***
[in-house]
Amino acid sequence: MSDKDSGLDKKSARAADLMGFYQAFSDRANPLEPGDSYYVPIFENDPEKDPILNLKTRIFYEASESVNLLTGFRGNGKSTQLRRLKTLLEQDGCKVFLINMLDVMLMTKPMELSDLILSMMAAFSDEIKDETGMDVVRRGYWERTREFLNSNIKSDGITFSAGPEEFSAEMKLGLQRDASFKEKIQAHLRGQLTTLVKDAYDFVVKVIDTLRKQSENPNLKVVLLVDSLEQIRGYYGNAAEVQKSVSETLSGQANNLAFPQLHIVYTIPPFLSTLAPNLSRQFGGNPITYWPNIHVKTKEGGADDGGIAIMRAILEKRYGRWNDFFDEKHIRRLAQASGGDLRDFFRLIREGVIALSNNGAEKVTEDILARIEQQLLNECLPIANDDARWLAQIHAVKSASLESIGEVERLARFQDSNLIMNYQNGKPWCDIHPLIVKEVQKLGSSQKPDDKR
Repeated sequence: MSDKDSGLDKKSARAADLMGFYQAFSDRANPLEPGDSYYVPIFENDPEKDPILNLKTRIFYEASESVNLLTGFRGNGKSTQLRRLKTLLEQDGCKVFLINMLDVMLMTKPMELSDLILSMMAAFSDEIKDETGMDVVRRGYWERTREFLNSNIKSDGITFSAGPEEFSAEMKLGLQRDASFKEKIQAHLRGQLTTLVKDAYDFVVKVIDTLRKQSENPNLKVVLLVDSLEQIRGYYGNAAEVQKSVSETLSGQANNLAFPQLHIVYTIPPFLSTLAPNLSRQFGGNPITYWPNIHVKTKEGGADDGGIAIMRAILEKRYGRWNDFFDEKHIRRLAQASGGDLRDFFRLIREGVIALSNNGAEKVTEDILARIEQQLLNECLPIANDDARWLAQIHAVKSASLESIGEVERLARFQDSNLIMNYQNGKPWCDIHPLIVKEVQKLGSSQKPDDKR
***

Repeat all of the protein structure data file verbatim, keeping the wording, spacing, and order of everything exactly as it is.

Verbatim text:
[in-house]
Amino acid sequence: MSDKDSGLDKKSARAADLMGFYQAFSDRANPLEPGDSYYVPIFENDPEKDPILNLKTRIFYEASESVNLLTGFRGNGKSTQLRRLKTLLEQDGCKVFLINMLDVMLMTKPMELSDLILSMMAAFSDEIKDETGMDVVRRGYWERTREFLNSNIKSDGITFSAGPEEFSAEMKLGLQRDASFKEKIQAHLRGQLTTLVKDAYDFVVKVIDTLRKQSENPNLKVVLLVDSLEQIRGYYGNAAEVQKSVSETLSGQANNLAFPQLHIVYTIPPFLSTLAPNLSRQFGGNPITYWPNIHVKTKEGGADDGGIAIMRAILEKRYGRWNDFFDEKHIRRLAQASGGDLRDFFRLIREGVIALSNNGAEKVTEDILARIEQQLLNECLPIANDDARWLAQIHAVKSASLESIGEVERLARFQDSNLIMNYQNGKPWCDIHPLIVKEVQKLGSSQKPDDKR
Repeated sequence: MSDKDSGLDKKSARAADLMGFYQAFSDRANPLEPGDSYYVPIFENDPEKDPILNLKTRIFYEASESVNLLTGFRGNGKSTQLRRLKTLLEQDGCKVFLINMLDVMLMTKPMELSDLILSMMAAFSDEIKDETGMDVVRRGYWERTREFLNSNIKSDGITFSAGPEEFSAEMKLGLQRDASFKEKIQAHLRGQLTTLVKDAYDFVVKVIDTLRKQSENPNLKVVLLVDSLEQIRGYYGNAAEVQKSVSETLSGQANNLAFPQLHIVYTIPPFLSTLAPNLSRQFGGNPITYWPNIHVKTKEGGADDGGIAIMRAILEKRYGRWNDFFDEKHIRRLAQASGGDLRDFFRLIREGVIALSNNGAEKVTEDILARIEQQLLNECLPIANDDARWLAQIHAVKSASLESIGEVERLARFQDSNLIMNYQNGKPWCDIHPLIVKEVQKLGSSQKPDDKR